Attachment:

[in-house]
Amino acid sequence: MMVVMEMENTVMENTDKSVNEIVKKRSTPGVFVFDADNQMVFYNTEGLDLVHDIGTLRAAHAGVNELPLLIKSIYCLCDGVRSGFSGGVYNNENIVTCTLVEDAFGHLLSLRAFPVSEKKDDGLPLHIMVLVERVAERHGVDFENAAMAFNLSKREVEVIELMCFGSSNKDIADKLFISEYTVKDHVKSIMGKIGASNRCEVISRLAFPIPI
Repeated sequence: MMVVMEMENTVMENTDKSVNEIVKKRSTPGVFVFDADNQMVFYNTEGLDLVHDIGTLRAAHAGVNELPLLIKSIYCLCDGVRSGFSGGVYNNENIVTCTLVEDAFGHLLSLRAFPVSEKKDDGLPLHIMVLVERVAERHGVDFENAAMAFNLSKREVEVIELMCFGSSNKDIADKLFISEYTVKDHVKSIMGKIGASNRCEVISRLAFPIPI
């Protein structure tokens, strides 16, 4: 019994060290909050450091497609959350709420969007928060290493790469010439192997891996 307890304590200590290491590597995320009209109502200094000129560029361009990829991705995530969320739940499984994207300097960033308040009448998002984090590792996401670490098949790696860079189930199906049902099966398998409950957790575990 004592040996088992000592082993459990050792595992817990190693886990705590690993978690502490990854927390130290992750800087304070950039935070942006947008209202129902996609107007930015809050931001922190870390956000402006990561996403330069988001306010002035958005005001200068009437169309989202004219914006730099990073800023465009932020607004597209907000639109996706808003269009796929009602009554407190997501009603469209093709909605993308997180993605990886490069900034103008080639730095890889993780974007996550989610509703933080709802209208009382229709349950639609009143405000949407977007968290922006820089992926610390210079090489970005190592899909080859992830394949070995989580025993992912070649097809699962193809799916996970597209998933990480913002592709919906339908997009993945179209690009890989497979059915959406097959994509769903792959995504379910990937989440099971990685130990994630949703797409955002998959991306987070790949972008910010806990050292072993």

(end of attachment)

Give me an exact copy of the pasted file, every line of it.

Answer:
[in-house]
Amino acid sequence: MMVVMEMENTVMENTDKSVNEIVKKRSTPGVFVFDADNQMVFYNTEGLDLVHDIGTLRAAHAGVNELPLLIKSIYCLCDGVRSGFSGGVYNNENIVTCTLVEDAFGHLLSLRAFPVSEKKDDGLPLHIMVLVERVAERHGVDFENAAMAFNLSKREVEVIELMCFGSSNKDIADKLFISEYTVKDHVKSIMGKIGASNRCEVISRLAFPIPI
Repeated sequence: MMVVMEMENTVMENTDKSVNEIVKKRSTPGVFVFDADNQMVFYNTEGLDLVHDIGTLRAAHAGVNELPLLIKSIYCLCDGVRSGFSGGVYNNENIVTCTLVEDAFGHLLSLRAFPVSEKKDDGLPLHIMVLVERVAERHGVDFENAAMAFNLSKREVEVIELMCFGSSNKDIADKLFISEYTVKDHVKSIMGKIGASNRCEVISRLAFPIPI
């Protein structure tokens, strides 16, 4: 019994060290909050450091497609959350709420969007928060290493790469010439192997891996 307890304590200590290491590597995320009209109502200094000129560029361009990829991705995530969320739940499984994207300097960033308040009448998002984090590792996401670490098949790696860079189930199906049902099966398998409950957790575990 004592040996088992000592082993459990050792595992817990190693886990705590690993978690502490990854927390130290992750800087304070950039935070942006947008209202129902996609107007930015809050931001922190870390956000402006990561996403330069988001306010002035958005005001200068009437169309989202004219914006730099990073800023465009932020607004597209907000639109996706808003269009796929009602009554407190997501009603469209093709909605993308997180993605990886490069900034103008080639730095890889993780974007996550989610509703933080709802209208009382229709349950639609009143405000949407977007968290922006820089992926610390210079090489970005190592899909080859992830394949070995989580025993992912070649097809699962193809799916996970597209998933990480913002592709919906339908997009993945179209690009890989497979059915959406097959994509769903792959995504379910990937989440099971990685130990994630949703797409955002998959991306987070790949972008910010806990050292072993």